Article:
Article abstract: A political figure and innovative writer of prose and poetry, Ouyang Xiu substantially shaped the Confucian tradition which dominated China for almost a thousand years.
Ouyang Xiu’s father held an office in the Chinese civil service system. When Ouyang Xiu (also known as Ou-yang Hsiu) was a very young child, his father died. His mother undertook his education. As he grew to young adulthood, the Chinese society of the Song period (960-1279) was undergoing marked change. The previous dynasty, the Tang (618-907), had been dominated by aristocratic families and influenced by the military. During this period, however, the economy had expanded rapidly, and the gentry, steeped in Confucian learning, were becoming more powerful. To increase their influence, they sought to regularize the civil service system, entrance to which was gained increasingly through a series of examinations in Confucian writings. Because Confucian learning was a step to political power, writing style and the careful selection of classical models in prose and poetry were of utmost importance. The model style of the late Tang and early Song, known as “parallel prose,” had grown rigid and formalistic, enforcing conventions of length, grammar, and diction upon writers.
Ouyang Xiu, studying alone, discovered the works of an influential Tang period writer, Han Yu (768-824). Believing Han Yu’s style, called guwen (ancient style), to be a much better vehicle for expressing ideas than parallel prose, Ouyang began to practice it. Because he wrote in the unconventional guwen style, he failed his first two attempts at the examinations, in 1023 and 1027. The resourceful young man thereupon presented an established scholar, Yan Shu, with samples of his writings in the ku-wen style. Yan Shu was so impressed that he began to sponsor Ouyang, who rose rapidly, gaining his doctorate in 1030 with very high marks.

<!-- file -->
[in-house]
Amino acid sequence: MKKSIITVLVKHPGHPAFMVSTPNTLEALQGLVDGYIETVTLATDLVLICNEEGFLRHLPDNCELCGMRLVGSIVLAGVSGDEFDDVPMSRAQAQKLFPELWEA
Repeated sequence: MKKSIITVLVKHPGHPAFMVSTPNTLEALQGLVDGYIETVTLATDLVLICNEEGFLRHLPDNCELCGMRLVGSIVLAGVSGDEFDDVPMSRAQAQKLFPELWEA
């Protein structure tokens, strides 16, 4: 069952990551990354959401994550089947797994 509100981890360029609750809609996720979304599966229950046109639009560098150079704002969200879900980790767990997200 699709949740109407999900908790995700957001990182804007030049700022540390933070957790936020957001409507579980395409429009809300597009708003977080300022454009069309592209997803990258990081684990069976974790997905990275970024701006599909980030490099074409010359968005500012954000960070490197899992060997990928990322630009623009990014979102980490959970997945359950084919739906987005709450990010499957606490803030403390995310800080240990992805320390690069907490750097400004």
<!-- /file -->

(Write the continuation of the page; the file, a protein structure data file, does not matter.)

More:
Ouyang Xiu began his career as a prefectural level (county) judge from 1031 to 1034 in Luoyang, formerly the capital city. Confucian bureaucrats led lives of studied leisure, with minimal official duties. They vied in writing poetry and prose and engaged in rounds of banquets. Ouyang wrote many ci (songs), poems meant to be sung to popular tunes. His ci were lively songs of love and romance, often performed by the singing girls who attended the fetes. During this period, Ouyang married, but his wife died in childbirth.
In 1034, his reputation as a writer came to the attention of the court. He was promoted to the position of collator of texts at the capital, Kaifeng, where he compiled an annotated catalog of the Imperial Libraries. He increasingly distinguished himself as a prose writer in both the guwen style and the wooden parallel style in which court documents were still written. He remarried, but he lost his second wife to childbirth in 1035.
Ouyang was drawn into a battle between conservatives and reformers, triggered by an official, Fan Zhongyen, who attempted to make the court and the emperor more responsible to the opinions of the Confucian bureaucrats. The Confucian political system had many merits, such as the great stability and continuity that it provided Chinese society, but it also had many defects. The system was, like Confucianism itself, rigidly hierarchical, based upon differences in gender, age, education, and social status. It was difficult to challenge established authority, and political quarrels often involved vituperative personal attacks. In the increasingly bitter conflict between reformers and conservatives, Ouyang’s patron, Fan Zhongyen, was demoted. Ou-yang courageously came to Fan’s defense and was exiled in 1036, as he had expected. In 1037, Ouyang married his third wife, with whom he would live the rest of his days.
Posted to a remote region of Hubei Province, Ouyang wrote a history of the interregnum states (907-960) between the Tang and Song dynasties, Hsin Wu-tai shih (1036; the new history of the Five...
(The entire section is 1,996 words.)